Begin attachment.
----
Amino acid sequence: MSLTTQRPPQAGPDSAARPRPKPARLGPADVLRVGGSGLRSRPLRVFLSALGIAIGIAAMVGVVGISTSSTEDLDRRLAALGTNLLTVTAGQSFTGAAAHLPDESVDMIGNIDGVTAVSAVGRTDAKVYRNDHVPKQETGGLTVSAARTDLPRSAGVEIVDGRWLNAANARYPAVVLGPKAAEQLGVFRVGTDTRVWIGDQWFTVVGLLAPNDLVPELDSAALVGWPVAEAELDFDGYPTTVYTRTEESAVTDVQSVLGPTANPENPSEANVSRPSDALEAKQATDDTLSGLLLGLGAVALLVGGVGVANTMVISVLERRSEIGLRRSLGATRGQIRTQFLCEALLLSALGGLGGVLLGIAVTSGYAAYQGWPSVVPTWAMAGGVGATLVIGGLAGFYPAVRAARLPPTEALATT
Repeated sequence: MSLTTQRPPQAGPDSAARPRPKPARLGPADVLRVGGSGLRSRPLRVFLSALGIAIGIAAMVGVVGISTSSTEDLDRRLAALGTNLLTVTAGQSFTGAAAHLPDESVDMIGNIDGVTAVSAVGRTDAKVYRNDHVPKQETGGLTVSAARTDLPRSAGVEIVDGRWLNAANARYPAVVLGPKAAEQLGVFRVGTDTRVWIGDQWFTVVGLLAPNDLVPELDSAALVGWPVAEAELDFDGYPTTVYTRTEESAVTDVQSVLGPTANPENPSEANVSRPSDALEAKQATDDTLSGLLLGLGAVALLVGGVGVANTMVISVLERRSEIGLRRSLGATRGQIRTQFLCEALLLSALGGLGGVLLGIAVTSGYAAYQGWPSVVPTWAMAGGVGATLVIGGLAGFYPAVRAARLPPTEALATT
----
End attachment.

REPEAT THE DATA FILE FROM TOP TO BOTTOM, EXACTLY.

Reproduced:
Amino acid sequence: MSLTTQRPPQAGPDSAARPRPKPARLGPADVLRVGGSGLRSRPLRVFLSALGIAIGIAAMVGVVGISTSSTEDLDRRLAALGTNLLTVTAGQSFTGAAAHLPDESVDMIGNIDGVTAVSAVGRTDAKVYRNDHVPKQETGGLTVSAARTDLPRSAGVEIVDGRWLNAANARYPAVVLGPKAAEQLGVFRVGTDTRVWIGDQWFTVVGLLAPNDLVPELDSAALVGWPVAEAELDFDGYPTTVYTRTEESAVTDVQSVLGPTANPENPSEANVSRPSDALEAKQATDDTLSGLLLGLGAVALLVGGVGVANTMVISVLERRSEIGLRRSLGATRGQIRTQFLCEALLLSALGGLGGVLLGIAVTSGYAAYQGWPSVVPTWAMAGGVGATLVIGGLAGFYPAVRAARLPPTEALATT
Repeated sequence: MSLTTQRPPQAGPDSAARPRPKPARLGPADVLRVGGSGLRSRPLRVFLSALGIAIGIAAMVGVVGISTSSTEDLDRRLAALGTNLLTVTAGQSFTGAAAHLPDESVDMIGNIDGVTAVSAVGRTDAKVYRNDHVPKQETGGLTVSAARTDLPRSAGVEIVDGRWLNAANARYPAVVLGPKAAEQLGVFRVGTDTRVWIGDQWFTVVGLLAPNDLVPELDSAALVGWPVAEAELDFDGYPTTVYTRTEESAVTDVQSVLGPTANPENPSEANVSRPSDALEAKQATDDTLSGLLLGLGAVALLVGGVGVANTMVISVLERRSEIGLRRSLGATRGQIRTQFLCEALLLSALGGLGGVLLGIAVTSGYAAYQGWPSVVPTWAMAGGVGATLVIGGLAGFYPAVRAARLPPTEALATT